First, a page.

A permanent citizen and Florida resident of a decade, Peter Sean Brown wasn't familiar with Immigrations and Customs Enforcement, much less the U.S. deportation process, until he was unlawfully arrested in April.
What began with Brown reporting to the Monroe County Sheriff's office in Key West for violating probation with a low-level, marijuana-related offense spiraled into police holding him in jail to facilitate his deportation.
The officers' reasoning, according to the American Civil Liberties Union: ICE agents believed Brown was an undocumented immigrant from Jamaica of the same name, even though he reportedly asked to show them his birth certificate, attempted to contact ICE by phone, and asked his manager at work to call the jail to vouch for Brown's legal citizenship.
Brown was born in Philadelphia. In fact, the only time he's ever even visited the island nation was while on a cruise vacation.
From the ACLU:
Jail officers ignored him entirely. None of them helped him cancel the detainer or even looked into his claims, even though the jail’s own records listed Peter as a U.S. citizen. Many officers even mocked him, telling him in a Jamaican accent that everything was “gonna be alright.” Officers sang him the theme song to the TV show the Fresh Prince of Bel Air—“West Philadelphia born and raised”—after he repeatedly told them he was from Philadelphia and had no ties to Jamaica.
According to the ACLU, officers told Brown that it was their practice to hold everyone that ICE asks for, regardless of the circumstances. Following Brown's filing of a second written complaint, the sheriff's office doubled down and elected to hold him in jail.
Screengrab via ACLU.org
"It is not up to us to determine the validity of the ICE hold," the sheriff's office wrote in its response. "That is between you, your attorney and ICE."
As a result, the ACLU, the ACLU of Florida, the Southern Poverty Law Center and Gibon, Dunn & Crutcher LLP filed a lawsuit Monday, arguing that the sheriff's office violated Brown's Fourth Amendment rights.
The complaint states:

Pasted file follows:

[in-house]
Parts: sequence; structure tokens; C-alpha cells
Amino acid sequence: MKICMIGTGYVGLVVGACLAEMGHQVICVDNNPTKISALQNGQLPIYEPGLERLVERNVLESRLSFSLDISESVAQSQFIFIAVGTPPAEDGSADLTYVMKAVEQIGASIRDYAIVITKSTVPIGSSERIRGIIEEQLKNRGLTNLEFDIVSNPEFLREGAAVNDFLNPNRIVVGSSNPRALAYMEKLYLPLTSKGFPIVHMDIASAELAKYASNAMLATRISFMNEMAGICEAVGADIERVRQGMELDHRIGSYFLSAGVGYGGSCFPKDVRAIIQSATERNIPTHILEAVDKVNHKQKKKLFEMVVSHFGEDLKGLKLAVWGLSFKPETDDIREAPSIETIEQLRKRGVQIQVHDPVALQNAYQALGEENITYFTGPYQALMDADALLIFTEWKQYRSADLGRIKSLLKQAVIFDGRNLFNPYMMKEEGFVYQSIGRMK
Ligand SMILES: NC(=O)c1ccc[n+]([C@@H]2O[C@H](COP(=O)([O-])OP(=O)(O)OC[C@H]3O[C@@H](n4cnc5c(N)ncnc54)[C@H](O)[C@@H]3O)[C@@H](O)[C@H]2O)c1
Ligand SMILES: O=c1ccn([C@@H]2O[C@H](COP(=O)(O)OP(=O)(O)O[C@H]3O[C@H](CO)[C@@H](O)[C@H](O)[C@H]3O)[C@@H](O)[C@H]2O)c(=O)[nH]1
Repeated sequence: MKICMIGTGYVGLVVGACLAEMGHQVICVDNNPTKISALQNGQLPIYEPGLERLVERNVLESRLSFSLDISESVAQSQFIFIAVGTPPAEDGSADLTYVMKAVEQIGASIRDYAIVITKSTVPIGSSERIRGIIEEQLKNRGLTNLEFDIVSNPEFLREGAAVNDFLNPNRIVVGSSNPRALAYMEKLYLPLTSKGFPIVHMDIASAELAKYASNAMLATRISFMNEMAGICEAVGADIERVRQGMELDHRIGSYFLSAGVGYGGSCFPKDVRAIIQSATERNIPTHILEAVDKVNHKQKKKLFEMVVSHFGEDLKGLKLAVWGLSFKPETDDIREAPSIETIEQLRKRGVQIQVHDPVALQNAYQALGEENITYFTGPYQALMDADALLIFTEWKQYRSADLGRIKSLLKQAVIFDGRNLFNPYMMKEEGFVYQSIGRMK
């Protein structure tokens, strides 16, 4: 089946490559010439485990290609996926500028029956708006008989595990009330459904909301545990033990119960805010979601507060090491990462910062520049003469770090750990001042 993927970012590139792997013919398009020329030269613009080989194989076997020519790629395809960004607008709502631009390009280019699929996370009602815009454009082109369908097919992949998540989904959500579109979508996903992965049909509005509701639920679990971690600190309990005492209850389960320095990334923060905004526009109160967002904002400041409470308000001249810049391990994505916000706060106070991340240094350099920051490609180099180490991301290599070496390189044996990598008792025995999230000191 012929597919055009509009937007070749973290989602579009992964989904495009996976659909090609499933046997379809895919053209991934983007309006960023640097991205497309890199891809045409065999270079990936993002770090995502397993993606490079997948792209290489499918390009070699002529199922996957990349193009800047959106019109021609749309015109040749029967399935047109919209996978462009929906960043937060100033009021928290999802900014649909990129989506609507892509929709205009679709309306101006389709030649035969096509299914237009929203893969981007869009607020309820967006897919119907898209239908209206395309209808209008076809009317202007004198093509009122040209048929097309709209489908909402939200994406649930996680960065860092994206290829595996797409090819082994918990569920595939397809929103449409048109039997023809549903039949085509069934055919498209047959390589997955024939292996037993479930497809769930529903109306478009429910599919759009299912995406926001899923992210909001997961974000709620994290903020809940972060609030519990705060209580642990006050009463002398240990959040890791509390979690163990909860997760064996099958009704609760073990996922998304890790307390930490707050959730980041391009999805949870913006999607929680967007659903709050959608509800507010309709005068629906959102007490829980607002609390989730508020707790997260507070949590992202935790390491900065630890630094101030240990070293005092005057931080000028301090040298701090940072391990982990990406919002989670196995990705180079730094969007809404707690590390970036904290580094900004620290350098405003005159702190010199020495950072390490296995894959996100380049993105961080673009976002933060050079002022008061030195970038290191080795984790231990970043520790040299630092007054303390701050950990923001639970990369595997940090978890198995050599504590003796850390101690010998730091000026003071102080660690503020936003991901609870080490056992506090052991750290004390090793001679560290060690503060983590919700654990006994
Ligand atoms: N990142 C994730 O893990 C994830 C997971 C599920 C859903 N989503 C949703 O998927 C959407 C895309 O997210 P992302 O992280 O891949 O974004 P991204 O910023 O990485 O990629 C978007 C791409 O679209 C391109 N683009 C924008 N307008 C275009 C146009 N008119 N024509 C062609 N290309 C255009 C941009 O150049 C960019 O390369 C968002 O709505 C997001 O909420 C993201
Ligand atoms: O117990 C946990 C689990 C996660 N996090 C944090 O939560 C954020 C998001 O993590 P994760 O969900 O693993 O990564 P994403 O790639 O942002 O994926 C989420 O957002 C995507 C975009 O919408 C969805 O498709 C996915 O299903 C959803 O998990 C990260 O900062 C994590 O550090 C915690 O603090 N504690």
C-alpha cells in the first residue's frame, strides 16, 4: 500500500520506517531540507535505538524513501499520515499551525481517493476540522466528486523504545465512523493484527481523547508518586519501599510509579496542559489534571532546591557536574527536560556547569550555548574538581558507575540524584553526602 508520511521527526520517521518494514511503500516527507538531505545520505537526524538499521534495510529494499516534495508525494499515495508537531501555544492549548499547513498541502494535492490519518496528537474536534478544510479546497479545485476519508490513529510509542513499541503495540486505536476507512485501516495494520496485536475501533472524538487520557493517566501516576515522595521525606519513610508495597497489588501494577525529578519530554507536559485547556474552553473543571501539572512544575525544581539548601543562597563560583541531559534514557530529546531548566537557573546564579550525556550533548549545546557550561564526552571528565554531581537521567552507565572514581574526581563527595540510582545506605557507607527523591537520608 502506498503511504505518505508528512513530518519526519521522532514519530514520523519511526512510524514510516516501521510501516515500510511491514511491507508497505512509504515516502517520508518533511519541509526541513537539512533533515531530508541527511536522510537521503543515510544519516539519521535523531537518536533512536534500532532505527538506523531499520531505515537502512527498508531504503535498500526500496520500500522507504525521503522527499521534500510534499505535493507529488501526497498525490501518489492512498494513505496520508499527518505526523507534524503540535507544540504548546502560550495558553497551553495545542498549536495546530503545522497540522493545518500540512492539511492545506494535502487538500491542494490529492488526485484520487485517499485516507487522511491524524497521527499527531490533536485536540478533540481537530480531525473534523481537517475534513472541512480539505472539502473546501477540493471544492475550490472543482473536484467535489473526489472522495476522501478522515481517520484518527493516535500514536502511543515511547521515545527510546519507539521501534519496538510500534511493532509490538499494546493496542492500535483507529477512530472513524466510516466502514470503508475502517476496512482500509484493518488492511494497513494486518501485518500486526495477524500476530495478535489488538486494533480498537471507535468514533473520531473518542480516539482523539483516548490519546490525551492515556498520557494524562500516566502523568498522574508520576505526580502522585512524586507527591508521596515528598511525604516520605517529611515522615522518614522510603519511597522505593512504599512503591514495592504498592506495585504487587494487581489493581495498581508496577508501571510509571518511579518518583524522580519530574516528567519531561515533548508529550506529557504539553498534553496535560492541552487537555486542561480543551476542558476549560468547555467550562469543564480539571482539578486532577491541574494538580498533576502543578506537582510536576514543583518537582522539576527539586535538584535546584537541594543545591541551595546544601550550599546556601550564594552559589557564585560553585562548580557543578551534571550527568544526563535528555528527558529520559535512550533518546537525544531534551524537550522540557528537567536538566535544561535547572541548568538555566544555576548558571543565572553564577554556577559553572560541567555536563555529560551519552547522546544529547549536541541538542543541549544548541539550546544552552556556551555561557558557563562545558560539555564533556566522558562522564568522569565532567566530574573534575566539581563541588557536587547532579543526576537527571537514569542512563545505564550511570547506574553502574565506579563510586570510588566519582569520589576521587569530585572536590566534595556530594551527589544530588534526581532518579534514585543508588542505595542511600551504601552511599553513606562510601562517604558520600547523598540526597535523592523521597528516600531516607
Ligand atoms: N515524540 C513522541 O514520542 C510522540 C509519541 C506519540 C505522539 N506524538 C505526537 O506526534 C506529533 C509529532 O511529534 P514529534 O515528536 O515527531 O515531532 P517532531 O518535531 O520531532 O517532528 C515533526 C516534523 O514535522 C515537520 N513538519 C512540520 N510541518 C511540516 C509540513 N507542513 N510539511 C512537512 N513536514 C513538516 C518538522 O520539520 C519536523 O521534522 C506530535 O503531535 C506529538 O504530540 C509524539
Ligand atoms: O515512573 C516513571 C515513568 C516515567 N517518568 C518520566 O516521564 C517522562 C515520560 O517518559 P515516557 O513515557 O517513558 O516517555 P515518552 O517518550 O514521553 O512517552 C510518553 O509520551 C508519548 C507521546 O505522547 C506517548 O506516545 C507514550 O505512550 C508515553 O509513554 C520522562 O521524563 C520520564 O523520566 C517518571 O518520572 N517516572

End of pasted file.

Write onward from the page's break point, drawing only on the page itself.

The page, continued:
"The Sheriff’s Office ignored all the indications that it was illegally detaining Mr. Brown. It did nothing to investigate his citizenship. It did not contact ICE to pass along this urgent information, or ask for a review of Mr. Brown’s files. It did not seek any further information from Mr. Brown or anyone else. It simply held Mr. Brown, in violation of his constitutional rights and after he was entitled to release under state law, so that he could be picked up by ICE and deported from the country where he was born and has lived his entire life. If not for the last-minute intervention of a friend who sent a copy of his birth certificate to an ICE agent, Mr. Brown would have been illegally deported because of the Sheriff’s actions."
Brown remained in county jail for weeks before he was transferred to an ICE facility in Miami, according to the ACLU. Only days away from wrongful deportation, ICE finally agreed to look at his birth certificate.
Naturally, because his citizenship was lawful, Brown was released shortly after ICE agents realized the mix-up. However, even in light of the obvious mistake on the agency's part, ICE provided no transportation from Miami to Brown's home in Key West following the incident, the ACLU claims.
"I am and have always been a citizen of the United States," Brown said in a video produced by the ACLU. "I did not realize what ICE was at the time and reading through it I realized it had to do with immigration, and at that point, I made a comment of, 'There must've been a mistake.'"
A spokesperson for ICE declined to comment on pending litigation.
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